Art fairs

In pictures: Frieze Masters

The leading British artist Cornelia Parker picks six standout works from the fair

Dieter Roth, No title (Cheese Painting) 1975)

Hauser & Wirth

“I love Dieter Roth. This is the most visceral piece in the fair. It’s a slab of cheese trapped behind glass, decomposing. Resembling an Old Master painting of a sublime landscape, it has this epic emotionality. Some of the cheese is still miraculously white. It’s heaven and hell. You can see people doing a double take, because the cheese must smell bad but you can’t smell it because it’s behind glass. It’s a precursor to Damien

Hirst and his flies.”

Philip Guston, Reverse (1965) at Hauser & Wirth. Photo: David Owens

Philip Guston, Reverse (1965)

Hauser & Wirth

“I love this period in Guston’s work, when the fervent brush strokes seem to be a primordial soup that will at some point deliver up their latent imagery. I also love the title Reverse. It makes you read the black blob in the middle of the abstract painting as the back of someone’s head. The grey swirling brush strokes appear like teeming grey matter that gradually blots out the pink base colour. It seems a vivid invocation of a state of mind, a precursor to his later pink figurative works, in which the head becomes a central motif.”

Jiro Takamatsu, Slack of Net (around 1972) at Stephen Friedman Gallery. Photo: David Owens.

Jiro Takamatsu, Slack of Net (around 1972)

Stephen Friedman Gallery

“I remember seeing [Takamatsu’s work] in the background of a photograph of a group show of Minimalist artists in New York in the early 1970s. I was always intrigued to find out who the artist was; now, finally, I’ve tracked him down. This work has some resonance with my deconstructed bullet grids. I love this stand. There are some beautiful things on it and I would have them all.”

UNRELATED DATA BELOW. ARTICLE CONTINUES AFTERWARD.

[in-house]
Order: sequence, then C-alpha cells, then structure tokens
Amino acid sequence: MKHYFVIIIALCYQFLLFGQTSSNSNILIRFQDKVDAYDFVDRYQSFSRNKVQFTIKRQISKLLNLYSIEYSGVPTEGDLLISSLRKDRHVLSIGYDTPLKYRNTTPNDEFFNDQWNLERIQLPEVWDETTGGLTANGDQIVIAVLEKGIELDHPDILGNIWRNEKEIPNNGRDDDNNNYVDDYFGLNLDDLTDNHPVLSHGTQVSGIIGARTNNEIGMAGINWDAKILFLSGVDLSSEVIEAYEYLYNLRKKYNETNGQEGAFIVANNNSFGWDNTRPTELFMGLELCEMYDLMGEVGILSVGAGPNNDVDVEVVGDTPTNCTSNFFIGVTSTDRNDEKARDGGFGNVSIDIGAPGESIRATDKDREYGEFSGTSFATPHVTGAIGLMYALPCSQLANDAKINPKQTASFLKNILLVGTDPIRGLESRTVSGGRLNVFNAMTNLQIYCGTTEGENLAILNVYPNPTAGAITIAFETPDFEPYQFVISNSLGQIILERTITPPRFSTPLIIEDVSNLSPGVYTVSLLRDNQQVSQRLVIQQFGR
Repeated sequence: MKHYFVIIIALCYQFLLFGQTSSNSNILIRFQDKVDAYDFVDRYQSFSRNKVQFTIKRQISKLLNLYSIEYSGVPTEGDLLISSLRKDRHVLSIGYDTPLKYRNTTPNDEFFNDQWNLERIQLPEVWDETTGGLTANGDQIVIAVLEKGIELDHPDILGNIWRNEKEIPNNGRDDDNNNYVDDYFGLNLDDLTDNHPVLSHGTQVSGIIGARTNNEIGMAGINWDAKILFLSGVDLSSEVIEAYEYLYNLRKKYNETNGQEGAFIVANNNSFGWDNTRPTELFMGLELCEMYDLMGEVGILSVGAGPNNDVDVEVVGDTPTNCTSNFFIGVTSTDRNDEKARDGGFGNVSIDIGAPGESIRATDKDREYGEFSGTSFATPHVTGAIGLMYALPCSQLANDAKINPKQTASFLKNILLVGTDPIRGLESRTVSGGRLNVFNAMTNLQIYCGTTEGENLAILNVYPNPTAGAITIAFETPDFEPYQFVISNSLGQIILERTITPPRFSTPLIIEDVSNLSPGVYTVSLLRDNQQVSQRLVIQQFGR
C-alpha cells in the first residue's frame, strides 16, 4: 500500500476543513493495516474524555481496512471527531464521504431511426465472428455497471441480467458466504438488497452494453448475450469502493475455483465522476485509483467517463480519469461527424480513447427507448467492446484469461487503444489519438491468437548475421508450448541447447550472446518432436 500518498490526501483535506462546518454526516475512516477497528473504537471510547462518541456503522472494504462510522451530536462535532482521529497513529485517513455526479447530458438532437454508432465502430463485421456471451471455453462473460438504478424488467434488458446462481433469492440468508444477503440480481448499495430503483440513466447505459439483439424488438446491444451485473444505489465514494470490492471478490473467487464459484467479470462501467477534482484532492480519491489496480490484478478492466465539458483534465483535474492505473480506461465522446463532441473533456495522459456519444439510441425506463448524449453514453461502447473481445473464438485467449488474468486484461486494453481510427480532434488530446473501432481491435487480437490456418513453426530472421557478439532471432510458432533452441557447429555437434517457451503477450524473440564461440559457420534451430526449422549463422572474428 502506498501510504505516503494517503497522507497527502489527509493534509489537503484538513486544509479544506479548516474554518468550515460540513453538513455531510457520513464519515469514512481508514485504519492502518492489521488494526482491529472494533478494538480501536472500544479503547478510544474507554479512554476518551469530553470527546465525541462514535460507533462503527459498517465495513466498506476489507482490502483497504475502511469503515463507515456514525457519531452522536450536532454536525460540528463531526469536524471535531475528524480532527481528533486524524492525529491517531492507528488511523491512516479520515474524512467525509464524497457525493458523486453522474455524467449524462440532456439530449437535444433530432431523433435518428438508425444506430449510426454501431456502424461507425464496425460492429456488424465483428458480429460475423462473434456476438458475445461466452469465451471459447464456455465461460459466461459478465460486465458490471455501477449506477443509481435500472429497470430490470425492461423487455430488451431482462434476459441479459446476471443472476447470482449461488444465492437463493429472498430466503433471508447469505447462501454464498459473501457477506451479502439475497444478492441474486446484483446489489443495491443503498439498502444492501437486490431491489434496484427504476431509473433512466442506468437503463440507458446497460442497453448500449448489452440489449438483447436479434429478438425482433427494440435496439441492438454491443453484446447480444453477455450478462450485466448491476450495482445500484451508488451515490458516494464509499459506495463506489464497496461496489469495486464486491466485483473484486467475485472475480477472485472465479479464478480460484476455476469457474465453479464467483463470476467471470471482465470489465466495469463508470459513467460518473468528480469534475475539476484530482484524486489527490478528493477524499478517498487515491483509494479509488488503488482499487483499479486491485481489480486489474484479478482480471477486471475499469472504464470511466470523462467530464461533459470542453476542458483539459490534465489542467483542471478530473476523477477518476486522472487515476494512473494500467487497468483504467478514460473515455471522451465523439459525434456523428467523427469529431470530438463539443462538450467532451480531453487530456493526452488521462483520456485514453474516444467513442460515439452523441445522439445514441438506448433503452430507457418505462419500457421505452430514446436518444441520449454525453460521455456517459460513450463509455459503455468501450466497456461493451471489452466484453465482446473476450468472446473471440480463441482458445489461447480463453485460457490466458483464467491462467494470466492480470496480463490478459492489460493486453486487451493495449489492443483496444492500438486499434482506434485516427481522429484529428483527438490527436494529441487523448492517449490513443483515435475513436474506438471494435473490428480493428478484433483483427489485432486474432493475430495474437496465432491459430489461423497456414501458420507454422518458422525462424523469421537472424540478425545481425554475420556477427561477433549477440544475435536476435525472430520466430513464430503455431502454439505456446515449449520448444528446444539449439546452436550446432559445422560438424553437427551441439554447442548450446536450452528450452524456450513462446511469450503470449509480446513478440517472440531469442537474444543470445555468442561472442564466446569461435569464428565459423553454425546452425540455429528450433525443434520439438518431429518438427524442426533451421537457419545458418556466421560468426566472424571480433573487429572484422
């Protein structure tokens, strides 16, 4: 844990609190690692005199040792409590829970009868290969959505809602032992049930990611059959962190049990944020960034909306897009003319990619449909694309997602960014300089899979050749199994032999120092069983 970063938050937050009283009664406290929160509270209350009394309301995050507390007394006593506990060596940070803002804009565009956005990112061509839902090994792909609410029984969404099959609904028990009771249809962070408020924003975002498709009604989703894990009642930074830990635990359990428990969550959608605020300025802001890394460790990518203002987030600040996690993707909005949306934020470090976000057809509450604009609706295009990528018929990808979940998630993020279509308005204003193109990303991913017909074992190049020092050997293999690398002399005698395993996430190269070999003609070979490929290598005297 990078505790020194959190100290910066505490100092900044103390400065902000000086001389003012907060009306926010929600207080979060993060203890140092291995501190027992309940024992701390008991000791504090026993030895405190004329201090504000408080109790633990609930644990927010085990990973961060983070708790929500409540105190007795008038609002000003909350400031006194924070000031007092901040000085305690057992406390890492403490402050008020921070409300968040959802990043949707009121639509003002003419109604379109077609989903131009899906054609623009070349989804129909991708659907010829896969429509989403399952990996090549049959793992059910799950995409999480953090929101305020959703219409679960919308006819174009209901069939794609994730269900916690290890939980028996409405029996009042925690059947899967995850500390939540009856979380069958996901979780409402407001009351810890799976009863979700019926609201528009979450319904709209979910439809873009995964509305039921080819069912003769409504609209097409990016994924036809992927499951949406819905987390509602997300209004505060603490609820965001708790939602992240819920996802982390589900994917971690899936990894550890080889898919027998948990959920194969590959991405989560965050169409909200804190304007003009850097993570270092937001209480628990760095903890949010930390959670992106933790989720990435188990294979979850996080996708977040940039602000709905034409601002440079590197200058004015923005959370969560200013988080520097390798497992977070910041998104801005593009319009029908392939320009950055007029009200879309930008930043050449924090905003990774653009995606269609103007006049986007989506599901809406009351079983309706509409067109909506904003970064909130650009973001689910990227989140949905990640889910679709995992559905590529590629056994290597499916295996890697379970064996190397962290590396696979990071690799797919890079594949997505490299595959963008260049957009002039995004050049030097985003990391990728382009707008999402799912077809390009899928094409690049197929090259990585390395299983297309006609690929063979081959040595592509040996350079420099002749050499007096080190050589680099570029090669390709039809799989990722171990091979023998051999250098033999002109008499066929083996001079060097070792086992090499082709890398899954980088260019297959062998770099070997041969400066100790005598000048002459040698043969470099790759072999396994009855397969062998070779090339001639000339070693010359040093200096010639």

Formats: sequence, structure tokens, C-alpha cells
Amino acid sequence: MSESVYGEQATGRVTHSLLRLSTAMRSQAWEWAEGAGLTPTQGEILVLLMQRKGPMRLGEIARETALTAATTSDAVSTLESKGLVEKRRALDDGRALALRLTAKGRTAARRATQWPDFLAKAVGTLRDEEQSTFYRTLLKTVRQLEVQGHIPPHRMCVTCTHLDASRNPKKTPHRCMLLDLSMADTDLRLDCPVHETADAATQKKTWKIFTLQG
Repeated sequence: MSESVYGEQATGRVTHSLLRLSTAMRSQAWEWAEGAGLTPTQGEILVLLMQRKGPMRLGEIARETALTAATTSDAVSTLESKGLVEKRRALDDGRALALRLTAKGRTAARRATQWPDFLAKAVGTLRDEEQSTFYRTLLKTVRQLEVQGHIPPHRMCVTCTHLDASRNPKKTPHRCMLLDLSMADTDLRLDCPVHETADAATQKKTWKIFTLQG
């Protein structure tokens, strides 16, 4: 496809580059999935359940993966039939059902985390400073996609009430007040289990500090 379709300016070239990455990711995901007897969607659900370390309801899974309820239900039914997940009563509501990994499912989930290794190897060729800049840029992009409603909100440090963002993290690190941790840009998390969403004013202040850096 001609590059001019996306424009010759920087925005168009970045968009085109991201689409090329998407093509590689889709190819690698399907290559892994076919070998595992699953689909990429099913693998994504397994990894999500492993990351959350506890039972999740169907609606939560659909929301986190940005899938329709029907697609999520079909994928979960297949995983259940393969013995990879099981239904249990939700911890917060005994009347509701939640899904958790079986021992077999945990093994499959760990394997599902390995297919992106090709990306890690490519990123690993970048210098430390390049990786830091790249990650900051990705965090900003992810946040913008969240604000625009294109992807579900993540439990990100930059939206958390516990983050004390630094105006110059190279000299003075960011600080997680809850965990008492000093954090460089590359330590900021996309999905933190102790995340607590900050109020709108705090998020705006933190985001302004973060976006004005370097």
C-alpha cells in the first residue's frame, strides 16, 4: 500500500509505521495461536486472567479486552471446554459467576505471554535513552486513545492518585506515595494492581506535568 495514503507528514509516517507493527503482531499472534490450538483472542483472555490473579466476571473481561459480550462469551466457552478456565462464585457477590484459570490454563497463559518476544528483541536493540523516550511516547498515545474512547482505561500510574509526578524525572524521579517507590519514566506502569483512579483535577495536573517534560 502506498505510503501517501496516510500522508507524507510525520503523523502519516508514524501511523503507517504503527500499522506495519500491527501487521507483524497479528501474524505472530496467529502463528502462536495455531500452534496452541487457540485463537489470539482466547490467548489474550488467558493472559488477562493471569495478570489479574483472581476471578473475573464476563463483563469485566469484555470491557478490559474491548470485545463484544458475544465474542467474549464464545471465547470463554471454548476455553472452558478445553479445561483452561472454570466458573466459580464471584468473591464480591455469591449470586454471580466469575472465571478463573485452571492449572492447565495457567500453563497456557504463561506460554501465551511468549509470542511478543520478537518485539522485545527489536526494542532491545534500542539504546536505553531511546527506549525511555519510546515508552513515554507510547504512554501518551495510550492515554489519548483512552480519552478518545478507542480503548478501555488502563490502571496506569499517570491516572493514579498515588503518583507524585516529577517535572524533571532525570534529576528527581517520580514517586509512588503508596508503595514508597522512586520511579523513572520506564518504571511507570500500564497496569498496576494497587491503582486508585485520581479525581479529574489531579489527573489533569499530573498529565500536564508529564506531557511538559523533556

Sigmar Polke, Untitled (Uranium) (1986) at Kicken Berlin. Photo: David Owens.

Sigmar Polke, Untitled (Uranium) (1986)

Kicken Berlin

“I just love this because it is very eerie and radioactive and looks like a camera-less photograph, a technique I have often used myself. I’m always seeking out other artists who like to work with photographs: Gerhard Richter, Polke, Man Ray, all of those guys. Frieze Masters is a particularly good hunting ground.”

Hans Christian Anderson, Self-portrait (1859), at Emanuel Von Baeyer. Photo: David Owens.

Hans Christian Andersen, Self-portrait (1859)

Emanuel Von Baeyer

“This is a black painted silhouette, a gift left for someone whose hospitality he had enjoyed on his constant travels. He often painted these little self-portraits as a thank you. You don’t usually see them on the open market. Most are in the museum dedicated to him in Odense. I like the fact that he is happy with his physiognomy, his crooked nose. I was drawn to the object even though I didn’t know it was by him. Curiously, I have a tiny bit of Hans Christian Andersen’s blotting paper, which was given to me by the director of H.C. Andersens Hus. I always imagined that it might have captured blots of The Princess and the Pea or The Emperor’s New Clothes.”

Lazlo Moholy-Nagy, Looking Down from the Pont Transbordeur (around 1929) at Bruce Silverstein. Photo: David Owens.

László Moholy-Nagy, Looking Down from the Pont Transbordeur (around 1929)

Bruce Silverstein Gallery

“This is an exquisite photograph by Moholy-Nagy, looking down through the structure of a bridge at the cars below. I have a fear of heights, so it makes me feel quite vertiginous, but I also get a little reverse thrill. His work does that every time. It is a classic, one of his magical aerial views that make abstractions out of the everyday. His eye forces order on the haphazard jumble of diagonals, giving them a formal, tranquil quality and capturing a kind of implicit order.”